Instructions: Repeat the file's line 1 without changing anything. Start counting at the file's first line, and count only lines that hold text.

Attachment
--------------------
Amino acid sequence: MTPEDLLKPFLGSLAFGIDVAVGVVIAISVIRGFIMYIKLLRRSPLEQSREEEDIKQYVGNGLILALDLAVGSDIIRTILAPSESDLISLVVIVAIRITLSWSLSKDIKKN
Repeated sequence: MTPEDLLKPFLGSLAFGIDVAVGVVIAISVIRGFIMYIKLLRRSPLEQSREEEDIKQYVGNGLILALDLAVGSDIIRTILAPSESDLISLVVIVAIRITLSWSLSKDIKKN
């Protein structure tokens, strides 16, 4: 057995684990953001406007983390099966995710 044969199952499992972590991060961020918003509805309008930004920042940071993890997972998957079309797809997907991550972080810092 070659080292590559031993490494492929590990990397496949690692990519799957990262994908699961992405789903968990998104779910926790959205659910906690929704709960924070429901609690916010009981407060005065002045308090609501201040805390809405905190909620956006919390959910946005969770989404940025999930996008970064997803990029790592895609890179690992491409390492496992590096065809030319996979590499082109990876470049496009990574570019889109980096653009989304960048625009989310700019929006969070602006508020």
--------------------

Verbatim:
Amino acid sequence: MTPEDLLKPFLGSLAFGIDVAVGVVIAISVIRGFIMYIKLLRRSPLEQSREEEDIKQYVGNGLILALDLAVGSDIIRTILAPSESDLISLVVIVAIRITLSWSLSKDIKKN